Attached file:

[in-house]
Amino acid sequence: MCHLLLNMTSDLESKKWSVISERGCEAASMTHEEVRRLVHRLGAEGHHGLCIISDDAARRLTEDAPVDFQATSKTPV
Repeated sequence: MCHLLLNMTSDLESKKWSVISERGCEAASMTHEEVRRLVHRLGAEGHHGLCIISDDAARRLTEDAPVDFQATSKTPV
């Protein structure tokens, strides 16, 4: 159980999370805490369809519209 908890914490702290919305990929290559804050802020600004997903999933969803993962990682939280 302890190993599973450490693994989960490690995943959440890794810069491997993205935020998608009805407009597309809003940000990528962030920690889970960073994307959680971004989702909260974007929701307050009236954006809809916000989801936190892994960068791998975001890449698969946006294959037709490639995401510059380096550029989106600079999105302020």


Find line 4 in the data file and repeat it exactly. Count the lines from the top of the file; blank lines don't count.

């Protein structure tokens, strides 16, 4: 159980999370805490369809519209 908890914490702290919305990929290559804050802020600004997903999933969803993962990682939280 302890190993599973450490693994989960490690995943959440890794810069491997993205935020998608009805407009597309809003940000990528962030920690889970960073994307959680971004989702909260974007929701307050009236954006809809916000989801936190892994960068791998975001890449698969946006294959037709490639995401510059380096550029989106600079999105302020």